Fishstick. Photo by Hansi Johnson.

Being "fishy" vs. being "a stick"

"Hey, Lucky," Scott asks, "I can't get this Chuggernaut to chug. What am I doing wrong?"

My friend Scott Noble has traveled from Spokane, Washington, to Hayward, Wisconsin, with the singular goal of catching a musky on a fly. And now, finally here in the bow of the boat, being guided by Brian "Lucky" Porter, he can't make his popper pop.

In Scott's defense, we've been double-hauling huge flies all day, and our arms are spent. Scott is a solid caster but right now he's fishless and struggling. He hands the rod to Lucky, who sends a cast toward shore and begins a quick, top-water refresher course, while still seated at the oars.

"Watch," says Lucky, after landing the fly two inches from shore. "Just strip tight to it, and then—" Lucky gives the big fly one violent chug, and the water explodes with a monster eat. He strip-sets hard, then hands the pulsing 10-weight back to Scott, who begrudgingly plays and lands the fish.

"My first-ever musky assist," Lucky says, the 37-inch predator writhing in the net.

One cast. One strip. One musky. All we can do is shake our heads in disbelief. Scott and I would each catch a musky that week, but it required considerably more effort than it had taken Lucky. Retelling the musky assist story later that night in the Boulder Lodge bar, someone spouts a familiar phrase, "Lucky's just a fishy dude."

"Fishy" and "a stick." In the bro-ier circles of flyfishing, these are the two highest compliments one can pay a fellow angler. But what do the terms mean? Are they the same, or different? If you could only be one, which would it be? I posed this question to a few friends and industry types, attempting to gain a consensus. My close friends gave the answer you'd expect from close friends: "They're both the same," said Mike Allen, guide and co-owner of Midwest Waters Angling Co. "And you are neither." (We'll call Mike's response "inconclusive.")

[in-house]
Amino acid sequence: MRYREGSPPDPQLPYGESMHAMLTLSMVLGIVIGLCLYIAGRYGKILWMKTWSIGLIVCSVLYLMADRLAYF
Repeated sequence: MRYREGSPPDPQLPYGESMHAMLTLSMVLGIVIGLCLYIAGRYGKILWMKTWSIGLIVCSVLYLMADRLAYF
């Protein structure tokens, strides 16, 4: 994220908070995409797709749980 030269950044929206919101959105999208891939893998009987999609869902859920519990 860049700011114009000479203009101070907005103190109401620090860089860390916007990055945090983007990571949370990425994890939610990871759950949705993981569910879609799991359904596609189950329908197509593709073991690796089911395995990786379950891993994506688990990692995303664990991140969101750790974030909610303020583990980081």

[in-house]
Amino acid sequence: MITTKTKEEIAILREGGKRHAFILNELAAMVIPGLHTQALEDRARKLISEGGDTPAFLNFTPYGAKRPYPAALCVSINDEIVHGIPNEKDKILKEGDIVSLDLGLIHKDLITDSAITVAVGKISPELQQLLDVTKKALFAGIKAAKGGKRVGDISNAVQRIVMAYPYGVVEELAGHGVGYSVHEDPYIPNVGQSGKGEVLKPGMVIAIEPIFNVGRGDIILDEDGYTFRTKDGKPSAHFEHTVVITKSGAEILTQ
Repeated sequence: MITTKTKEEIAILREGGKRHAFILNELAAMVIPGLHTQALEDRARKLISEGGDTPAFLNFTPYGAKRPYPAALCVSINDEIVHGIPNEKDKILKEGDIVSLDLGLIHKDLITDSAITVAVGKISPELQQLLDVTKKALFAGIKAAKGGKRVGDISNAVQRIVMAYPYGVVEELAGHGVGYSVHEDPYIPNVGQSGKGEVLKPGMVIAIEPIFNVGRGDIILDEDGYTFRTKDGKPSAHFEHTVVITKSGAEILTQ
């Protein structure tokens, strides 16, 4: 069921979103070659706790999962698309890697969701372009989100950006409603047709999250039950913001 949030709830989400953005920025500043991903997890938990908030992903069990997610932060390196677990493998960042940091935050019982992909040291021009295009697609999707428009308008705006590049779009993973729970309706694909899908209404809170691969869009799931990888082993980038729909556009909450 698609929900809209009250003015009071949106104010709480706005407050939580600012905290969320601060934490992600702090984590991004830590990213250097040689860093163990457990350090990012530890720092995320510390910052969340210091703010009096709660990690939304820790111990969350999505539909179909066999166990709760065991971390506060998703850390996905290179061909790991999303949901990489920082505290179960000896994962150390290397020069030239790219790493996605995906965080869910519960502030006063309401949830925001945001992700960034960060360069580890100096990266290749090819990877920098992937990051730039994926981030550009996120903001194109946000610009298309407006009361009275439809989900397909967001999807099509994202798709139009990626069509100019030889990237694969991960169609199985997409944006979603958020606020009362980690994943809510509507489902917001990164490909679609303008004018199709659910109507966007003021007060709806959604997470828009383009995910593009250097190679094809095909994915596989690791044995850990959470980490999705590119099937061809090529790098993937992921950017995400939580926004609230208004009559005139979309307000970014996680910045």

Scott Noble, from our opening scene, says, "I'd rather be known as a stick. A fishy guy is just someone who's lucky. A stick is someone with skill, who gets invited to the more advanced waters." Our mutual friend, Ryan Kral, disagrees. "A fishy person will catch fish when others don't; when conditions are against them. A stick is just a good caster."

With my academic study in shambles, I returned to a methodology that got me through college: Ignoring the responses that didn't support my desired outcome, and focusing on the handful that did.

"Fishy, to me, means that you can look at a piece of water and know where the fish should be, and what they should be eating," says Bill Katzenberger, of DuPage Fly Fishing Co. "If you're fishy, you should be able to catch fish in the puddle of a Costco parking lot."

Brian Ramsey, a competitive caster and professional guide, with a career spanning 28 years, adds: "Fishy anglers have an aura about them, some indescribable swagger, with an innate ability to catch fish. And they're usually humble about it."

And so, I offer this hypothesis for peer review: To be Fishy is to possess an otherworldly, almost mystical understanding of our quarry. An ability to locate and catch fish when others cannot. It comes from putting in the time, but also from something deeper, something uncanny. Being a stick refers to a mastery-level expertise with a fly rod. An angler who can consistently make great casts, from any distance, accurately and effortlessly, in all types of situations. Someone who can mend line, set hooks, and play and land fish, with thousands of hours gripping cork.

Therefore, the ultimate goal must be to achieve both Fishy and Stick status. Perhaps even simultaneously, in a Zen-like moment of piscine clarity. The Musky Assist demonstrates this state. From a seated position, with oars across his lap, Lucky Porter hit the bank with a musky popper the size of my forearm, and hooked a fish with one strip. If the goal is to be both fishy and be a stick—a fishstick—then anglers like Lucky are the love children of some unholy one-night dalliance between the Gorton's Fisherman and Mrs. Paul's. Meanwhile, the rest of us shake our heads in disbelief, and try to make our poppers pop.


[Patrick Burke is a full-time writer and creative director at Ogilvy & Mather in Chicago. His writing has appeared in Backpacker and McSweeney's, among others. His biggest claim to fame is writing the "Skittlespox" commercial.]